Ada - 2000

 

Artist Statement

Jacquard weaving, Ada Lovelace, Cyborgs and Constructing Nature


I have long been interested in the relationship between ‘nature’, and ‘constructed or designed nature’, seen in traditional floral patterns, specifically ornate Rococo imagery with floral motives during the 17th and 18th century. A similar tension exists in our current concern with the ‘real’ and the ‘virtual realities’.


My interest in Jacquard weaving started in 1997 with Ada Lovelace’s quote: “The Analytical Engine weaves algebraic patterns just as the Jacquard loom weaves flowers and leaves”. Ada’s unique background in art and science, poetry and mathematics (her father was Byron and her mother a mathematician), reflects my own interests in science, art and language. Ada was educated in mathematics and collaborated with Charles Babbage, who invented the 'Analytical Engine' in 1843. It never quite worked, but contained the basic operating principles used by computers. Ada translated a text by Manabrea and her notes, which took up more space than the original text; it contained the above quote and the first instances of written software. She discusses the process derived from the Jacquard loom, which uses punched cards to store and process complex information as zeros and ones.


This lead to my interest in working with patterns of ‘flowers and leaves’ in my hand-woven textiles, that are produced with the help of computer technology. The Jacquard loom was central to the industrial development in 1804 and represents art made possible through science, as well as the limitations of technology. Developed as part of the Industrial revolution, the Jacquard loom caused obvious labour problems. Ned Ludd was a Lancashire weaver who protested fought the use of the new machinery and left us the term 'luddite'. Textiles brought back to Europe from Asia during the 18th century, created a demand for local production of elaborate woven floral designs. Textiles play an important economic role historically and still today; they reflect cultural exchanges, colonial relationships, cause trade wars and labour problems. Crafts and contemporary weaving are often associated with ‘traditions’ and often a romantic view of a past, lost forever. Working with ones hands holds many of the same desires associated with a desire for untainted nature. In reality, textiles have often lead innovation and technological change.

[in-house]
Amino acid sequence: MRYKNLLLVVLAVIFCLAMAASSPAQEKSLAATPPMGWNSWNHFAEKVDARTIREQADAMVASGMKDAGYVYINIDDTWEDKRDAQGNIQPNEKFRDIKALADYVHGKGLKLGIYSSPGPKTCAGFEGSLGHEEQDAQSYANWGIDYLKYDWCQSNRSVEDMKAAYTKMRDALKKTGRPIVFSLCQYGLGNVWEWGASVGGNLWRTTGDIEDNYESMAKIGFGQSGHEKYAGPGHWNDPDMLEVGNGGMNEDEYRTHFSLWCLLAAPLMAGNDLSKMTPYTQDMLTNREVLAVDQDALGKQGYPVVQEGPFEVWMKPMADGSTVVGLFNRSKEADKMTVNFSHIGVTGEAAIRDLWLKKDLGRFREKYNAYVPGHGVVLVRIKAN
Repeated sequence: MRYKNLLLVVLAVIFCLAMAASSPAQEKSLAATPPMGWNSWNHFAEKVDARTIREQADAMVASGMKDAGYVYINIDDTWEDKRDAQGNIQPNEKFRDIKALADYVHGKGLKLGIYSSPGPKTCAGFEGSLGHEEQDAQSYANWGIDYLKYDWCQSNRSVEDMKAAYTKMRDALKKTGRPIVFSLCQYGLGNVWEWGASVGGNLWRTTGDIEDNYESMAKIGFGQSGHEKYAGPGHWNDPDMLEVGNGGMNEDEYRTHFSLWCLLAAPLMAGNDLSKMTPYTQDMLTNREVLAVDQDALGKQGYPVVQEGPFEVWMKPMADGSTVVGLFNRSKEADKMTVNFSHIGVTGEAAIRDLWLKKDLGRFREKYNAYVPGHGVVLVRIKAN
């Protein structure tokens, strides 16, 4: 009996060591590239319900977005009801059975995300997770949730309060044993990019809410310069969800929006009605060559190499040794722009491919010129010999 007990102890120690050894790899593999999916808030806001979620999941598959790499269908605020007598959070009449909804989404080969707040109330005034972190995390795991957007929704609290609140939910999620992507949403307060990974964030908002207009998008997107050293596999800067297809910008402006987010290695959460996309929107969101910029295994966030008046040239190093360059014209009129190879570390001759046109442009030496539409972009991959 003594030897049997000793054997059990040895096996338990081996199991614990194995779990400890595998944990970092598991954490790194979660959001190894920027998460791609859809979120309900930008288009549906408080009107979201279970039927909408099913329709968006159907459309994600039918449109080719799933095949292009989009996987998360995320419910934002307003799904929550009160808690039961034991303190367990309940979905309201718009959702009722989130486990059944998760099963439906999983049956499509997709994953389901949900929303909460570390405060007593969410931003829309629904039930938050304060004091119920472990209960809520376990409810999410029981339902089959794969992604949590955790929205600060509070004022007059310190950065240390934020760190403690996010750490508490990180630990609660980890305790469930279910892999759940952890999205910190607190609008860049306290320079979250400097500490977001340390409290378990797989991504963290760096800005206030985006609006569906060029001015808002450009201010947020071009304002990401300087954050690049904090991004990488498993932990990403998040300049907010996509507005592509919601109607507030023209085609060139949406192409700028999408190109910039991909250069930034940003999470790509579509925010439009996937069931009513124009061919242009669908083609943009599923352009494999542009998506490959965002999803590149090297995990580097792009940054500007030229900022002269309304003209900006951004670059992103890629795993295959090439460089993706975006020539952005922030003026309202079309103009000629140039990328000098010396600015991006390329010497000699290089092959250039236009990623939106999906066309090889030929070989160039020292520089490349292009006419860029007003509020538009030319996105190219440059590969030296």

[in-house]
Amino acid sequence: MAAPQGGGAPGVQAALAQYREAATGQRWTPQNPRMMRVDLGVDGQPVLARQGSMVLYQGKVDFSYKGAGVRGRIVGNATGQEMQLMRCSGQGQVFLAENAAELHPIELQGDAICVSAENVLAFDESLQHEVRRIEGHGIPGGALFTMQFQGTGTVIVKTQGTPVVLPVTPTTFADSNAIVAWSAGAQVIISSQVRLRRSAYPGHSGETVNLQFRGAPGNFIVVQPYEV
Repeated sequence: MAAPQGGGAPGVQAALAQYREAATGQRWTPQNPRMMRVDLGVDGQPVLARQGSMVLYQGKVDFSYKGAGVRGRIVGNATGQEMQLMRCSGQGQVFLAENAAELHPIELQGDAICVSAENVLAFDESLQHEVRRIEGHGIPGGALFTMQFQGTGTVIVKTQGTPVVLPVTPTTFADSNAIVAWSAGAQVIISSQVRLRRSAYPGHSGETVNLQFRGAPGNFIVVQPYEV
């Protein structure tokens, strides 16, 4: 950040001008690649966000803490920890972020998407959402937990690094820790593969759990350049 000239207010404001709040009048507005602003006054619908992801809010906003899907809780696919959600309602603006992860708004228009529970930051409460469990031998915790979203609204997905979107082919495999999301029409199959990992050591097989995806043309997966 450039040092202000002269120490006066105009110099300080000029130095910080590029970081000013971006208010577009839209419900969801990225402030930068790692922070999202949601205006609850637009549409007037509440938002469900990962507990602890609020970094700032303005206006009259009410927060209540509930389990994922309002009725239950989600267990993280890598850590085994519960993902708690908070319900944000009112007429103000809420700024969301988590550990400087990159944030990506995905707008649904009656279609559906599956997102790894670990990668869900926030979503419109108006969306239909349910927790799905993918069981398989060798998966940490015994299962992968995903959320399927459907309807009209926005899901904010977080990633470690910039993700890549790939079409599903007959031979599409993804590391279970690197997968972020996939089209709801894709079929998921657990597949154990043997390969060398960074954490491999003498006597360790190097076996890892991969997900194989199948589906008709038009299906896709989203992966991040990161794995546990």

I am also interested in exploring issues of ‘decoration’ and its relationship to the ‘feminine’ reflected textiles. I use Muybridge’s images from the 19th century, which show women doing mostly domestic or mundane tasks. For me they explore/contradict various assumptions between nature, culture and technology as gendered fields as well as many Victorian assumptions. Muybridge’s images are both beautiful and poignant, but they also represent conflicting images of women, exploited as an image and a worker.


And lastly, the definitions of ‘nature’ reveal a range of contradictory meanings. Nature often suggests that which is separate from human activity and is used to project desires seemingly unattainable, thus “nature becomes romanticized, patronized and forever the passive recipient of our desires”. Donna Harraway in the Cyborg Manifesto proposes more fluid boundaries between humans, animals and machines instead of defining them as oppositional or binary positions. She suggests: "We are all chimeras, theorized and fabricated hybrids of machine and organism; in short we are Cyborg” and "The Cyborg myth subverts myriad organic wholes, in short, the certainty of what counts as nature - as a source of insight and promise of innocence - is undermined, probably fatally.” (from the Cyborg Manifesto).


Computers and weaving have also been connected in Sadie Plant's essay: The Future Loom: Weaving Women and Cybernetics' and her book ‘Zeros and Ones’, which discuss weaving as digital processing of data. Weaving, of course, is, and always has been a digital process.

Ruth Scheuing, 2000